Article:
Building a Crypto Charity DApp for Crowdfunding Using Next.JS, Solidity, IPFS and Truffle | by Abhishek Chauhan | November, 2022

Set up a fundraising campaign, donate to MATIC, create a receipt, and withdraw

Image by rawpixel.com on Freepik

Let’s build a full-stack Web3 application for fundraising. We will be using NeXT.js, Material-UI, CryptoCompare (ETH – USD conversion), Truffle, Web3Modal and OpenZeppelin contracts to build our web3 application.

Work:

  • Create a fundraising campaign
  • Users can donate to MATIC
  • ETH β€” Converting USD to Avoid Donation Mistakes
  • A beneficiary can withdraw the donated amount
  • Donors can view last donation and create receipt

The first thing we need to do is clone the template:

git clone https://github.com/ac12644/Crypto-Charity.git
cd fundraiser
yarn

Next, you will need to create new files for our contracts. First, let’s create all the empty files for our contracts:

touch contracts/FundraiserFactory.sol
touch contracts/Fundraiser.sol

we also have to install OpenZeppelin Because we are using proprietary contract:

yarn add @openzeppelin/contracts

Now, I Fundraiser.sol file, import Ownable And SafeMath From OpenZeppelin:

move on with us Fundraiser.sol Smart contract, let’s define a structure for donation:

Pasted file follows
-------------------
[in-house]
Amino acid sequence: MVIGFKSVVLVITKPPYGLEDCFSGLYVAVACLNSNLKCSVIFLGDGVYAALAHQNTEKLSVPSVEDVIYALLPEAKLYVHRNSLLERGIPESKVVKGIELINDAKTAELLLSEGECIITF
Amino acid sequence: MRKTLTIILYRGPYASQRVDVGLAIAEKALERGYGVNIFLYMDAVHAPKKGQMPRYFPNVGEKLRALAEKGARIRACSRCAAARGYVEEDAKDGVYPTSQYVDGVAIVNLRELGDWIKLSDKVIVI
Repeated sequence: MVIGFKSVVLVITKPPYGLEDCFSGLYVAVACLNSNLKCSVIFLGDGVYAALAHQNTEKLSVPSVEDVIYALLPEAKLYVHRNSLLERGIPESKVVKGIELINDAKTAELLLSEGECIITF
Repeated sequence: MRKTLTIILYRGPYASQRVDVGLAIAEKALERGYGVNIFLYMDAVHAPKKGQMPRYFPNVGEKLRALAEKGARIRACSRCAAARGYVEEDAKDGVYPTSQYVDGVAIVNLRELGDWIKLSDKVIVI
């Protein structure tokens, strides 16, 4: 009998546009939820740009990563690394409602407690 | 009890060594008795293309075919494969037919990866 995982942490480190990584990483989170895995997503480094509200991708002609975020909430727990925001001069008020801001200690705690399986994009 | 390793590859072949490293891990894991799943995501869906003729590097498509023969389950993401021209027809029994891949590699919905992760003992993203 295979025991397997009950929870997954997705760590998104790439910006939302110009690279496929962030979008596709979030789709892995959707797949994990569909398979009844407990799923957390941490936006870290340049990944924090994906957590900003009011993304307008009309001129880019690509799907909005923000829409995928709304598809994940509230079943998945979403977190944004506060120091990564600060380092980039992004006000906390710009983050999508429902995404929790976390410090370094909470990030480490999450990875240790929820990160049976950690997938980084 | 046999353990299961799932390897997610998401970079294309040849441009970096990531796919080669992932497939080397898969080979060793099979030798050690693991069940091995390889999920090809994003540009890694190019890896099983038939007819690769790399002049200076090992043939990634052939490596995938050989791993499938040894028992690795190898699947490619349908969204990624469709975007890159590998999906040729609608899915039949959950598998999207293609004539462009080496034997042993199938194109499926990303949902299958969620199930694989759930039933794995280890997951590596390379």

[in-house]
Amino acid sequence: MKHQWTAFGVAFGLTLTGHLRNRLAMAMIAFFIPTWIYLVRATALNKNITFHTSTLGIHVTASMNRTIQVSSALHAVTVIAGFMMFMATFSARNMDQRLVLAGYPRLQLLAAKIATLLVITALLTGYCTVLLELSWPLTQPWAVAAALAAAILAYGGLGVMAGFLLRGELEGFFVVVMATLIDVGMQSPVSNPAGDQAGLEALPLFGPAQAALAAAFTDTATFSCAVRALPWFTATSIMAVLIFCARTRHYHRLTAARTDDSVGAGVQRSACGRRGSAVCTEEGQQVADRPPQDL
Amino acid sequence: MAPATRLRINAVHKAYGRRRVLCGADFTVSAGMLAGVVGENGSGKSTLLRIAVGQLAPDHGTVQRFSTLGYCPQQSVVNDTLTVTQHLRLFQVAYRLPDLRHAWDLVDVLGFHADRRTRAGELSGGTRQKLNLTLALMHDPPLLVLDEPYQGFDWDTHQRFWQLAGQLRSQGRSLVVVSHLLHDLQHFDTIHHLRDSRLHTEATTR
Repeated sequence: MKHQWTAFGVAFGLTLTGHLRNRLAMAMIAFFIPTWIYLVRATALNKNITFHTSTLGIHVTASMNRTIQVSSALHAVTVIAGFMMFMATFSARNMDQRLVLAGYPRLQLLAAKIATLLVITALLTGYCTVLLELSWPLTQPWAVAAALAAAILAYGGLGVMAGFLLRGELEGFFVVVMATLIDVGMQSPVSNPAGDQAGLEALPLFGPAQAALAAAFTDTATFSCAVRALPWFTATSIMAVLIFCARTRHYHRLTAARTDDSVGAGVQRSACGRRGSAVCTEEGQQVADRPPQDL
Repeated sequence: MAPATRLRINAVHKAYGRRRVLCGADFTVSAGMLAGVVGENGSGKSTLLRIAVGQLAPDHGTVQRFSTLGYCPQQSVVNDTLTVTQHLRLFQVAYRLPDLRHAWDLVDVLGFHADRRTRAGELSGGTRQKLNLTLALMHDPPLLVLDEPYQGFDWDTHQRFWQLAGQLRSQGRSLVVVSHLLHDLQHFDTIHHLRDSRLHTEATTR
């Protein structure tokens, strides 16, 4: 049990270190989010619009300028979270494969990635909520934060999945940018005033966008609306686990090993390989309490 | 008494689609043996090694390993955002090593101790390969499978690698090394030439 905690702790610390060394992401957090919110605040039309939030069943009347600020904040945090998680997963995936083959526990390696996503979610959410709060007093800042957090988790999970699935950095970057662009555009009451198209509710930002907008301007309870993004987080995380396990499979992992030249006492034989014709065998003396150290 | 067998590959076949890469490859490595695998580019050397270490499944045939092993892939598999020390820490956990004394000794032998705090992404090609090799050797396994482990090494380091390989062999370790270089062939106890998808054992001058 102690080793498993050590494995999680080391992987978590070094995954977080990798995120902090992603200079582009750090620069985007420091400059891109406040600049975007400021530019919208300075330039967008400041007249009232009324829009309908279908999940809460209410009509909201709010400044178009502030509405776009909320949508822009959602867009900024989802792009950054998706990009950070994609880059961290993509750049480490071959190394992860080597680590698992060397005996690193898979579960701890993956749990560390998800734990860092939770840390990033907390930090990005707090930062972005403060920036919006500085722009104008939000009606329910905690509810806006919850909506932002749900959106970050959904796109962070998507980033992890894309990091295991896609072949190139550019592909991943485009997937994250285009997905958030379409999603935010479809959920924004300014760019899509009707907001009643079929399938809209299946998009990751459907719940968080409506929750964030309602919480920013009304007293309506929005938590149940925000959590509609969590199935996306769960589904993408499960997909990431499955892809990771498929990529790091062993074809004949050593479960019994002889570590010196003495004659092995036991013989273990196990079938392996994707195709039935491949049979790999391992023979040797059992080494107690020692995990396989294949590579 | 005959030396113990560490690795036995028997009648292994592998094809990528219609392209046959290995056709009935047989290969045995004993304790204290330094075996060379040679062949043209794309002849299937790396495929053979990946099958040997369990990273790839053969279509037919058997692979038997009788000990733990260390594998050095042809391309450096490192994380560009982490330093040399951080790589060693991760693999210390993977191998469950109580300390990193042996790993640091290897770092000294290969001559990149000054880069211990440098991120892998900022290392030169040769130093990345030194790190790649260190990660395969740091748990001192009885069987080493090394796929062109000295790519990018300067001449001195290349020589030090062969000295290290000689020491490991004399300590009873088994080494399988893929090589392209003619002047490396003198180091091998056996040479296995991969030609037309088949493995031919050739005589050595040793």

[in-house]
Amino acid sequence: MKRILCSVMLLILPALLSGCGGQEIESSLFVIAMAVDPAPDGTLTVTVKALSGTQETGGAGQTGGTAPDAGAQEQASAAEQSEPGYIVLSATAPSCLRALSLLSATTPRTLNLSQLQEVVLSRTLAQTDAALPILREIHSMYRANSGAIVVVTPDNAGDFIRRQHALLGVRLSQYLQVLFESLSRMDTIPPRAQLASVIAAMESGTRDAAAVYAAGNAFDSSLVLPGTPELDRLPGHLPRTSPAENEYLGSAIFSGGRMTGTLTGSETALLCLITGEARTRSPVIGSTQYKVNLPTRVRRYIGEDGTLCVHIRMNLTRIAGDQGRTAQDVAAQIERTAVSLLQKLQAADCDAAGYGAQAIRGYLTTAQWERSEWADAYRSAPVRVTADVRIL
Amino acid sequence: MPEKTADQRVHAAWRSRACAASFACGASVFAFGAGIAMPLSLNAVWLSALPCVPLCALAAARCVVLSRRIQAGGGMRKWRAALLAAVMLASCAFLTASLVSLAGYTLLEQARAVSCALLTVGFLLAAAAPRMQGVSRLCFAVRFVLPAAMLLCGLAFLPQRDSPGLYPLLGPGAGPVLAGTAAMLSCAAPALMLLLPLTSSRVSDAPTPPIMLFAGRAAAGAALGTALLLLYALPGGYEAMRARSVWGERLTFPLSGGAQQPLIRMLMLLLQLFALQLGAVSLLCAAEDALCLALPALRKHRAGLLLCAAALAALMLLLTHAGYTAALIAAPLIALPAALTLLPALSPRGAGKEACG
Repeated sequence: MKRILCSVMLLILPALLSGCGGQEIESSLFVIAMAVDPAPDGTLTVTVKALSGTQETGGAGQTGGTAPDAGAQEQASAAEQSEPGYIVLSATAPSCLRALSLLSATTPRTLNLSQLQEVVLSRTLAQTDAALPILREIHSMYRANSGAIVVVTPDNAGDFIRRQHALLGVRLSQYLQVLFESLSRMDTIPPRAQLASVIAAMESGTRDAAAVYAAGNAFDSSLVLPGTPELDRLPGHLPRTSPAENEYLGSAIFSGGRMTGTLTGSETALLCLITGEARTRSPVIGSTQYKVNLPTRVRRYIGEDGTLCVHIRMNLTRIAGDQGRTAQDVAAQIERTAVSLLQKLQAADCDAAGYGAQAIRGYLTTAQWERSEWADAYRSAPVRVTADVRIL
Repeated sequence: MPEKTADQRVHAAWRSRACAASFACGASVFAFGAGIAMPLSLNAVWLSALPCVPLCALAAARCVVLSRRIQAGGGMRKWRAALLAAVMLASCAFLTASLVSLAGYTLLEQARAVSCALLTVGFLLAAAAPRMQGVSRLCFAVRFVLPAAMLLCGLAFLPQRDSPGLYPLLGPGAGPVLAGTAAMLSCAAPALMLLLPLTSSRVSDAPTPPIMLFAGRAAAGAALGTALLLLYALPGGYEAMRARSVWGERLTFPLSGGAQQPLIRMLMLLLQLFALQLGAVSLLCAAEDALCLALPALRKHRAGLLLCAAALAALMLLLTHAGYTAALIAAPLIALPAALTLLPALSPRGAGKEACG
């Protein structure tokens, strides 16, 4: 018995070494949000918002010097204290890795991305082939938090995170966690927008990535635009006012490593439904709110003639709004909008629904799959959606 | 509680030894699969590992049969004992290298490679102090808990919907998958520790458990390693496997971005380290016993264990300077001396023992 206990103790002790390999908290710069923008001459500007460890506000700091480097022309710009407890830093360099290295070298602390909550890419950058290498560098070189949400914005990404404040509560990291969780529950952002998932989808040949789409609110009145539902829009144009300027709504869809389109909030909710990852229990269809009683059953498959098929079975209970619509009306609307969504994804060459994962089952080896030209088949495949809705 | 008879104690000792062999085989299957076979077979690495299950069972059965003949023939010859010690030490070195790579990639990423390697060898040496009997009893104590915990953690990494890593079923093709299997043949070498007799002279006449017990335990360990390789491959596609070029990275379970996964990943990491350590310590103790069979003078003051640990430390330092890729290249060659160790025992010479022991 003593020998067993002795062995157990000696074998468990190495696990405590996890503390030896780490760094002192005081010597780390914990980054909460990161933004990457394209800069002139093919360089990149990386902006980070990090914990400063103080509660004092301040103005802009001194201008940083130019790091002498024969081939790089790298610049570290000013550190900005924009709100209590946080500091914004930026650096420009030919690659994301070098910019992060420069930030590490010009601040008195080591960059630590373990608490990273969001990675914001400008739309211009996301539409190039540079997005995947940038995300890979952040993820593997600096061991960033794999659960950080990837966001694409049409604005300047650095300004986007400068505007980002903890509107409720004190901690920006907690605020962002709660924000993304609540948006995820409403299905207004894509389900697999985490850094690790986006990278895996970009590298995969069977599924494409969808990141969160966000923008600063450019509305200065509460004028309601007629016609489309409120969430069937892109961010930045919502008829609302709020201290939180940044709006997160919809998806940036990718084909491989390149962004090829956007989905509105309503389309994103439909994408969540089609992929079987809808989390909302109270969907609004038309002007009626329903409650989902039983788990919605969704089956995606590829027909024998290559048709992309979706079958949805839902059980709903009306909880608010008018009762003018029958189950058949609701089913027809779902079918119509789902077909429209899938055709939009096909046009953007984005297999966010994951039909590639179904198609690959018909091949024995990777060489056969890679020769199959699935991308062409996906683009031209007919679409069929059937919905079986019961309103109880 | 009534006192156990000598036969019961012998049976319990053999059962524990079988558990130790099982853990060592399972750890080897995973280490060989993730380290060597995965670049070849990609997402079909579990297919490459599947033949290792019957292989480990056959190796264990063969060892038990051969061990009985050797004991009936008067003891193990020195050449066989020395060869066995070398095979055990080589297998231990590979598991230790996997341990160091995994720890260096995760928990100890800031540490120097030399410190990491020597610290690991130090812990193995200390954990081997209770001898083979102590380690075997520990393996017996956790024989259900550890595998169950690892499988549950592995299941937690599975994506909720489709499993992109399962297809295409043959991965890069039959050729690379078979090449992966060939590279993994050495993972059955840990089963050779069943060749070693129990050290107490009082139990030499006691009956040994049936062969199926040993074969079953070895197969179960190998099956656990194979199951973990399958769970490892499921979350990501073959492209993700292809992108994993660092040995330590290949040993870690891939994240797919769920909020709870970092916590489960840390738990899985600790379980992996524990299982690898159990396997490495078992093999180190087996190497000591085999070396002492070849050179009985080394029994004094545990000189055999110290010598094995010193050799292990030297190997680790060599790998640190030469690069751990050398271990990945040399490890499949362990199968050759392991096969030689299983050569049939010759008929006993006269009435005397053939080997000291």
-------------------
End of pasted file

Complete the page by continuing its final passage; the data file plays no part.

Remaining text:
Structures in Solidity allow us to create new data types. These data types will have properties that can be of different types. For example, we can use the following code to generate a generate Donation structure:

struct Donation {
uint256 value;
uint256 date;
}

Mapping allows you to associate keys with values. To declare a mapping, you need to specify the types of the key and value as shown below:

mapping(address => Donation[]) public _donations;

This mapping associates an address with a dynamic array of donations. If we wish to use a donation from an individual donor, we use [ ] Notation:

address donor = msg.sender;
_donations[donor];

Now we will add the constructor and state variable to the contract. We are keeping the address of the payable beneficiary to transfer the amount raised. The addresses will represent both the beneficiary and the custodian. The custodian’s address is the address associated with the fundraiser’s manager. This address will not receive any funds, but will be the address that allows the beneficiary to make changes and request the transfer of funds.

setBeneficiary The function will fail if it is called by someone other than the owner. If the sender is the owner, it will update the beneficiary’s address with the address passed as a parameter: